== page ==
‘Political’ Category

Leadbeater's Possum

In 1867 Europeans discovered the existence of a new species of possum. Named after John Leadbeater, a taxidermist at the Museum of Victoria, it was given the classification of Gymnobelideus leadbeateri and is the only species in the Gymnobelideus genus.

A lack of sightings during the period of 1909 until 1961 led to the presumption that it was extinct. That is until on April 3, 1961 Eric Wilkinson rediscovered their existence.

Leadbeater’s Possums are rarely seen: they are nocturnal, small (about 10 cm long and about 90 grams), fast-moving, and occupy the upper story of old growth mountain ash forests, some of the tallest forests in the world. They live in tree hollows anywhere from 6 to 30 metres above ground level. These hollows form in trees when they reach about 150 years of age. They have a home range territory of 10,000 to 20,000 square metres.

They require both large dead trees with hollows for housing and mature regrowth for food. They also require both of these to be replenished through the natural cycle of forest life.

Professor David LindenmayerProfessor David Lindenmayer (DSc. Ph.D Dip. Ed. BSc.), who completed a PhD in 1990 on ‘The Ecology and Habitat Requirements of Leadbeater’s Possum’, and has studied the possum and its habitat for 30 years has written to the Federal Environment Minister Tony Burke requesting the possum’s conservation status be upgraded urgently from endangered to critically endangered under federal bio diversity protection laws.

“Unless we move quickly, we’ll see this animal go extinct within 25 years. If governments do nothing, then Leadbeater’s possum is stuffed… We are quick to accuse other countries, like Indonesia, of clearing wildlife habitat, but we need to look at our own backyard first. What we are doing to our native forests and wildlife is just as bad” he said.

In a recent paper, Professor Lindenmayer warned Australia had already lost 99 per cent of its old-growth mountain ash forests, with “catastrophic implications” for bushfire control, water harvesting and wildlife conservation.

Whilst this story highlights just one species of fauna and its habitat, the impact on all habitats and inhabitants, whether through natural or anthropogenic causes, needs to be addressed to ensure the continued bio diversity of this planet.

I encourage all readers to contact Tony Burke who can be reached at Tony.Burke.MP@environment.gov.au to voice your support for Professor David Lindenmayer’s letter requesting the upgrade to the conservation status of the Leadbeater’s Possum.

The Kritic has sent an email to Mr Burke and will update this story with any response received from Mr Burke or his office.


  1. Rosslyn Beeby article March 27, 2012 – Leadbeater’s possum faces ‘managed extinction’ without action
  2. Wikipedia article – Leadbeater’s Possum

Blatant Buttheads

Blatant ButtheadsSource: TKK

As I wander this country, from it’s vast remoteness to the ever sprawling developed areas, the inescapable evidence of Human’s impact never ceases to amaze me.  Some of the things I see are, supposedly, ‘necessary’ for the survival of the species, such as the infrastructure, some things not so.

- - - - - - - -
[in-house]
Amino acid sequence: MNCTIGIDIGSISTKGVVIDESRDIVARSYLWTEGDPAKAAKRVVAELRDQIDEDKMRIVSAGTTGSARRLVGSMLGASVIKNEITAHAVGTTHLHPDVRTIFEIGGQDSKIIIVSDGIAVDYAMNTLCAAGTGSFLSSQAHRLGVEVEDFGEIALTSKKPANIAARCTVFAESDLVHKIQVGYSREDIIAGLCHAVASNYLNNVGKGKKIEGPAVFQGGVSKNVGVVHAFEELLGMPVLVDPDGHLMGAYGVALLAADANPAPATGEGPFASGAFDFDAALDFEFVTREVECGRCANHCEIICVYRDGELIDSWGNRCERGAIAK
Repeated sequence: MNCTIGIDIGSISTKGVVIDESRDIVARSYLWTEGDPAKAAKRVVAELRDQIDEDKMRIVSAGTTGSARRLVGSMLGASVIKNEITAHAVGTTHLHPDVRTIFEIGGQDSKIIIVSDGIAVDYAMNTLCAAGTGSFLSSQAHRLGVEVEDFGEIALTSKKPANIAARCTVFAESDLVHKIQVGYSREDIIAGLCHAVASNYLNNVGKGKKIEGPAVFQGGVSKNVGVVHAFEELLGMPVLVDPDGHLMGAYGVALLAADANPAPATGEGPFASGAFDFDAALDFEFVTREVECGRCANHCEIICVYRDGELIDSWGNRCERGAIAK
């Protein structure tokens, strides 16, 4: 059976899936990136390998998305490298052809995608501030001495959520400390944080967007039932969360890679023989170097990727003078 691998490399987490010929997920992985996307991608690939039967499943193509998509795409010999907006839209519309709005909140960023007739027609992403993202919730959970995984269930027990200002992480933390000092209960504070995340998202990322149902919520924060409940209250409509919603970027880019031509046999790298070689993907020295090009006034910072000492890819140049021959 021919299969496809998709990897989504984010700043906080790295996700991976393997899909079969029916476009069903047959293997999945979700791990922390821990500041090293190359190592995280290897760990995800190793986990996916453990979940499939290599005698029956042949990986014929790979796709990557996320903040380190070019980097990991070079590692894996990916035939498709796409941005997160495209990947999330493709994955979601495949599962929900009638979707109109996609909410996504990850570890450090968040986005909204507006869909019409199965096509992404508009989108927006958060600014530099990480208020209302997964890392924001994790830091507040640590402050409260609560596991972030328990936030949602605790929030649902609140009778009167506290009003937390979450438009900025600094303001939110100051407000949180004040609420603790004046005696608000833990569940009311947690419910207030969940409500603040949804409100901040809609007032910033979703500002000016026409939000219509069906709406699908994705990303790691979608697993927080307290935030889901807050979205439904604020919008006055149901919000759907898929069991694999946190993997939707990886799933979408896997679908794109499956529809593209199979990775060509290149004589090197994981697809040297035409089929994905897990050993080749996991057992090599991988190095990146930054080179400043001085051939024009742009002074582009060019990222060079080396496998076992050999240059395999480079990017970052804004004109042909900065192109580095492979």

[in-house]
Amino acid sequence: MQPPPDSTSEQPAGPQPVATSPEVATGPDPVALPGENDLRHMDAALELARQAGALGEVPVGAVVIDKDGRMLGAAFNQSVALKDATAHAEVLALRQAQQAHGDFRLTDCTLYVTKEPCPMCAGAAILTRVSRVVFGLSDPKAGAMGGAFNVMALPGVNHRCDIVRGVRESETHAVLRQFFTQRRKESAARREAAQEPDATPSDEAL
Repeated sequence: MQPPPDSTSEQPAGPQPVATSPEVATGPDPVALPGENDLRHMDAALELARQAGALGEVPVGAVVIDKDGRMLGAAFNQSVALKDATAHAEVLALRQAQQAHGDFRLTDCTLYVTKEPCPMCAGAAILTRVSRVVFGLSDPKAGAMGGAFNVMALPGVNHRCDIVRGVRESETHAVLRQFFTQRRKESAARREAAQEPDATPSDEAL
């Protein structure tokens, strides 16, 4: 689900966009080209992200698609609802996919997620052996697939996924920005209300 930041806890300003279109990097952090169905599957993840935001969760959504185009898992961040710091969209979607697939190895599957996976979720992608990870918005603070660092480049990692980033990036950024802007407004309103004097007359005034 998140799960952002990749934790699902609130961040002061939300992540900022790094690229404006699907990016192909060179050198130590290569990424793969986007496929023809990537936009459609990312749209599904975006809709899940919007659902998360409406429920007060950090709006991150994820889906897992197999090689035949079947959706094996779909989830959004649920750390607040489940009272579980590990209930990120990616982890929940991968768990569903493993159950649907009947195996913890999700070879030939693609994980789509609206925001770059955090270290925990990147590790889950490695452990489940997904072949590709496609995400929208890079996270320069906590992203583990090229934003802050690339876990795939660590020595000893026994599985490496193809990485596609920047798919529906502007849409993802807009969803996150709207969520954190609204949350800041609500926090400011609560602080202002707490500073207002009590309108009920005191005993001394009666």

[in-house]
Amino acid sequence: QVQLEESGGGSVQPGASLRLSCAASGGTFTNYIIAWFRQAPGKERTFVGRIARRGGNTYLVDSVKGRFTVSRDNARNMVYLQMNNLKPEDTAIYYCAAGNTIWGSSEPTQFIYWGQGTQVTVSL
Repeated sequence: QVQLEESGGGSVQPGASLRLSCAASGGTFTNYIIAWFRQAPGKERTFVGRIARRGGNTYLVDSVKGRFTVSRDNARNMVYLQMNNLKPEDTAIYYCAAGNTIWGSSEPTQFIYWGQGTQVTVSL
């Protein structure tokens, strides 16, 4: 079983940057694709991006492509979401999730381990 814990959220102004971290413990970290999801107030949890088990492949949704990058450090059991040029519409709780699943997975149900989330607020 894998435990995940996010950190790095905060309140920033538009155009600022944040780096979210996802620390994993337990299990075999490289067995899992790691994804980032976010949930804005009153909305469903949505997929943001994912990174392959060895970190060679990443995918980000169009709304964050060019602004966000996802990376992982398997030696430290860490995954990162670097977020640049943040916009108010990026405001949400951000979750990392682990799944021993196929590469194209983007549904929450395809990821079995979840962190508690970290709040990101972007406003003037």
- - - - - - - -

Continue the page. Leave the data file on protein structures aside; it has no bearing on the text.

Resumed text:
One thing that is definitely not necessary is trash.  For this post I am not writing about matter that is properly disposed of. I’m referring to what is generally termed as litter.

Litter comes from two sources, one being poorly designed receptacles allowing the trash to escape, the other being poorly designed Human’s intentionally discarding their trash wherever and whenever they feel.

The biggest and most blatant offenders in this latter category is the smoker.

Of all litter, the most ubiquitous form is the cigarette butt. Dropped wherever the smoker stands or, by the ones seemingly embarrassed by what they are about to do, flicked into the nearest garden bed or bush.

From personal experience; during a recent 6 km hike around the beautiful Dove Lake in the shadow of Cradle Mountain  I was enthralled by the natural beauty encompassing me.

At every view point along the hike there is amazing scenery to be enjoyed by man and beast alike. Wildlife is also abundant for those that care to look and listen.

Unfortunately, as with most things that involve Humans, there was one huge blight on the whole experience – Cigarette butts were to be seen everywhere.

The Parks & Wildlife Service of Tasmania have well placed signs indicating the Leave Nothing, Take Nothing approach for people visiting the area. This works well for the usual drink containers, chip and lolly packets etc.

Cigarette smokers, however, deem themselves above this policy.

It is estimated that 4.5 trillion butts are littered worldwide each year.  Whether this figure is high or low is irrelevant as just one butt in the environment is too many.

Over the years there have been numerous campaigns that I can remember, even as a kid, telling smokers that they need to be responsible. That’s a period of at least 30 years.

They simply do not get the message.

Want evidence of this occurring? Want evidence of the harm it causes? Take some time to check out the following links.

It is time for a whole new approach.

I propose the following:

  1. The immediate increase in on the spot fines for the incorrect disposal of cigarette butts.
  2. A compulsory training session for repeat offenders.
  3. For chronic offenders a community service sentence – out on patrol picking up cigarette butts.
  4. A freecall number to dob in a smoker who offends.
  5. and finally, probably the one that will get the most attention, is the imposition of an environmental levy of $5.00 per packet of cigarettes. This levy to be passed on entirely to environmental campaigns aimed at protecting the earth.

Sounds harsh? Poor smoker cannot possibly afford it? I DON’T CARE. Smokers have been getting away with this for far too long and must be held accountable for their actions.